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Plan Your Aswan and Lake Nasser Vacation

Egyptians today take for granted modern control of the Nile: they open their faucets complacently, even if they don't always obtain the desired results. But in antiquity the river and its capricious annual floods were endowed with divinity and honored with all the force of the empire. The floodwaters acted as god and teacher, as the ancients learned the movements of the stars and devised calendars in order to predict the arrival of the inundation.

The Nile was the pharaohs' vehicle for empire building. It was the carriage road for troops, trade, and the massive granite blocks quarried in Aswan—the temples that line its banks from Al Minya to Abu Simbel glorify both the ancient gods and the Egyptians' ingenuity in putting the river's power and wealth to work. The river also made agriculture and the feeding of the population—the workforce—so easy: Herodotus noted in 460 BC that the Egyptians "gather in the fruits of the earth with less labor than any other people." Having mastered several straightforward irrigation techniques still in use today, farmers sowed their seeds and harvested two annual crops from the rich silt that the floods left behind.

No other river and no other ancient civilization have so fired the imagination of the modern West. But, aside from the works of ancient Greek, Roman, and Arab historians, and an antagonistic contact during the Crusades, the West remained essentially ignorant of Islamic culture and the marvels of the pharaohs until the late 1700s. And the people of the Upper Nile lived in relative isolation, working the land as they had for millennia.

In 1902 the British built the first Aswan dam to conserve late-summer floodwaters for the low-water season and increase agricultural output. As the population grew, these reserves became insufficient. The building of the Aswan High Dam in the 1960s altered the river's character dramatically, putting an end to the seemingly eternal and sometimes devastating annual floods. But the dams are just technological updates on what men have been doing for ages: tapping the river's power.

Today, the river remains the lifeblood of the country, but for most visitors it is first and foremost a leisure facility, the now benign waters allowing easy access to Egypt's most magnificent ancient monuments.

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Top Reasons To Go

  1. Temples Beit al-Wali, located at New Kalabsha, is known for its vivid color; Abu Simbel for its monumental statues of Ramses II; and Philae for its Roman influences. Most of the Nubian temples are rarely visited, since they are visible only on a Lake Nasser cruise.
  2. Tombs Although much less visited than those in the Theban Necropolis, the Tombs of the Nobles on Aswan's West Bank can be visited on an easy day trip across the river and combined with Saint Simeon's Monastery via a short camel trek.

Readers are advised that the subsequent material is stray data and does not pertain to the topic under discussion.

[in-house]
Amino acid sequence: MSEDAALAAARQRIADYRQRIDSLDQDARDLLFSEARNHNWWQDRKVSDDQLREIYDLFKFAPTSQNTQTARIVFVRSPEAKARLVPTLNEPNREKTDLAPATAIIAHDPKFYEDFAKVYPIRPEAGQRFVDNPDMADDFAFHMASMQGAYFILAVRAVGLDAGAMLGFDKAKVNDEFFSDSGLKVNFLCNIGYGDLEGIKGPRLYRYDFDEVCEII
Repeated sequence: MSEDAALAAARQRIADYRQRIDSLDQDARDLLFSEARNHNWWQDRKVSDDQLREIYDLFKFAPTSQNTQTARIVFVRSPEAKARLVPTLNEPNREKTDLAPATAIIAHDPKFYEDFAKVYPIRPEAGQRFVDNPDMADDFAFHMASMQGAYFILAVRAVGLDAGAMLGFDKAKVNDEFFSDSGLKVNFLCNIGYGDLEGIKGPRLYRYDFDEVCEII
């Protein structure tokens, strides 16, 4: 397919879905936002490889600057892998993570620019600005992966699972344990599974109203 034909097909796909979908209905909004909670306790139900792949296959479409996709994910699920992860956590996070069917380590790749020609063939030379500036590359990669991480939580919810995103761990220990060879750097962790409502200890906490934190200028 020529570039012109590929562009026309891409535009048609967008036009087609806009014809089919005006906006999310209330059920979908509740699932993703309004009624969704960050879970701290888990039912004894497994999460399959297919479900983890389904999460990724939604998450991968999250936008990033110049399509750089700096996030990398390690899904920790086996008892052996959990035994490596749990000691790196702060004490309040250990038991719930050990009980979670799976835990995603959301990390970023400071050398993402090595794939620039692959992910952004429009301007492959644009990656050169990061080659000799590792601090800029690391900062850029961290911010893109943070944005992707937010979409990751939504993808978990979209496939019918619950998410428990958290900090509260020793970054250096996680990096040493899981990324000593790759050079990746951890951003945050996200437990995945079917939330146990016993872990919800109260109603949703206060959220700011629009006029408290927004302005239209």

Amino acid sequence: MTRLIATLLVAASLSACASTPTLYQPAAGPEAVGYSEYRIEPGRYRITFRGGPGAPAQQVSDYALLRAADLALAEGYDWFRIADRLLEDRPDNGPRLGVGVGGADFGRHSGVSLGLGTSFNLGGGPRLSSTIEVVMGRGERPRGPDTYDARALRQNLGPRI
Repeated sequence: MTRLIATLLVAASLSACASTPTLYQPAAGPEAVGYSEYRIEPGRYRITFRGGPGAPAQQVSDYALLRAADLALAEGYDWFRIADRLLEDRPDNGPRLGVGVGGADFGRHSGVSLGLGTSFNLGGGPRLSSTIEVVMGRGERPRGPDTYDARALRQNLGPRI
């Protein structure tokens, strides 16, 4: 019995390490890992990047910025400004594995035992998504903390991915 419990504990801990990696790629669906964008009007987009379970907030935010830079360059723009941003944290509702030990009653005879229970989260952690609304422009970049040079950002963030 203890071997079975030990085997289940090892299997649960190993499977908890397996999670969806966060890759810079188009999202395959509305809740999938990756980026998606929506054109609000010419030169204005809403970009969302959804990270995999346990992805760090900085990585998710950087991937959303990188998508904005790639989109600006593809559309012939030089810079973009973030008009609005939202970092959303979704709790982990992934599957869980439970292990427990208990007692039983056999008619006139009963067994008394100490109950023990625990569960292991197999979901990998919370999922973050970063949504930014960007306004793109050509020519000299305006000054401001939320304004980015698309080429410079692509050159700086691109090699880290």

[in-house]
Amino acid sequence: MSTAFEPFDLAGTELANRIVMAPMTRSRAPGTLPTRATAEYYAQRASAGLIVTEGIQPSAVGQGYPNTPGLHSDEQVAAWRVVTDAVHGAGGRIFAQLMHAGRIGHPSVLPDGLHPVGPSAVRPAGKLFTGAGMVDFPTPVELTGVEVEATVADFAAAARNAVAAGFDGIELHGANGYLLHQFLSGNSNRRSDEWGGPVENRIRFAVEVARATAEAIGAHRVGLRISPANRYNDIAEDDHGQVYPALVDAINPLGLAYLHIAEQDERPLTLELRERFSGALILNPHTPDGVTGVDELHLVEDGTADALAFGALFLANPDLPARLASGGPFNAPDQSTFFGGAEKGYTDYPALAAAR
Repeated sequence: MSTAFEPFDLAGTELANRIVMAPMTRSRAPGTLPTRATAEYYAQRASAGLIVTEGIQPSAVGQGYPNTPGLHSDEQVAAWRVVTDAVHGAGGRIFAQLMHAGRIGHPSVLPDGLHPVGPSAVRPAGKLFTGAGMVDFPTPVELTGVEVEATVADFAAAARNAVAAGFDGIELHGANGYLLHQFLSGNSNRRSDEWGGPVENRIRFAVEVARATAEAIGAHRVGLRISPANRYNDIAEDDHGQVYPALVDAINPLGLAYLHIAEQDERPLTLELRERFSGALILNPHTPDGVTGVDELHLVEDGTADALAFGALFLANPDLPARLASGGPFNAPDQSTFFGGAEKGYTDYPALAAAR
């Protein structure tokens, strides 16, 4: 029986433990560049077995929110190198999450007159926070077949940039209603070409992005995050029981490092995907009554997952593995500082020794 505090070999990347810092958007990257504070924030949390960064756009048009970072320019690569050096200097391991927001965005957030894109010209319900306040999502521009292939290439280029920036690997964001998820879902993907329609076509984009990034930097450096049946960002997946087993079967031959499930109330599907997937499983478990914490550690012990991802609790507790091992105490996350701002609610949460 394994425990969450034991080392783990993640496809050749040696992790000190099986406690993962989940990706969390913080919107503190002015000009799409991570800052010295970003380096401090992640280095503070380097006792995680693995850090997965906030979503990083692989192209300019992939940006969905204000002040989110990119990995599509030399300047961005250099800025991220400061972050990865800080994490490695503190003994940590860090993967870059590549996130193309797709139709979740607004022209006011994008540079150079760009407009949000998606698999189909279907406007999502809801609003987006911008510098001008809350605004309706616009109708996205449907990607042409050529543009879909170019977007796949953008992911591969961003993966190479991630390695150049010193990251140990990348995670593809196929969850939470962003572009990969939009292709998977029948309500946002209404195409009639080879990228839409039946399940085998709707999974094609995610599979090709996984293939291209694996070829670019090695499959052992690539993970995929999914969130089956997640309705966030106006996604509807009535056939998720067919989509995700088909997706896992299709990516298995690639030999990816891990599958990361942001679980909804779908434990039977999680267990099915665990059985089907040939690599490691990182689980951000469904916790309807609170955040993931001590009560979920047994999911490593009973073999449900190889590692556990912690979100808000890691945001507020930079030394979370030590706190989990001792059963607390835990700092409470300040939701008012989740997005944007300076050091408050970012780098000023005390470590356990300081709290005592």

3. Nubian Culture During ancient times, Egypt's southern neighbor, Nubia, was sometimes friend, sometimes foe. In modern times, the Nubian people who lived along the Nile Valley south of Aswan developed a culture independent of Arab Egypt, and it lives on in the households of 50,000 Nubians in and around Aswan. This culture is remembered at the Nubia Museum and kept alive in Aswan’s Nubian villages.
  4. River Trips Popular Nile cruises begin or end in Aswan. For shorter trips in Aswan, the monumental rose-red granite boulders of the cataracts and their associated river islands make for wonderful late-afternoon felucca rides. Aswan is also the jumping-off point for the relaxing trip down Lake Nasser to Abu Simbel.
  5. Birding The Nile Valley offers a wealth of opportunities for bird-watching. Cattle egrets follow the farmers and herds, but they roost in the riverside trees at night. Heron species are abundant. Pied kingfishers and moorhens make a living on the water; various species of hirundines (swallows and martins) swoop for insects just above the surface, and black kites and ospreys—common raptors—circle the skies above. Along with endemic species, the Nile acts as a major pit stop during the spring and fall journeys of millions of migratory birds.
  6. Relaxation The pace in Aswan is simply slower than in the rest of the country, and the atmosphere less pushy. Part of Aswan's strong appeal is the chance to simply relax and explore at a less breakneck pace. The smart traveler uses his or her time in Aswan to enjoy the sunset with a drink, have a relaxing sail on a Nile felucca, or make a camel trip along the western bank.

When To Go

When to Go

Traditionally, high season begins at the end of September, peaks around Christmas, and lasts until April. To avoid crowds, stay away at these...

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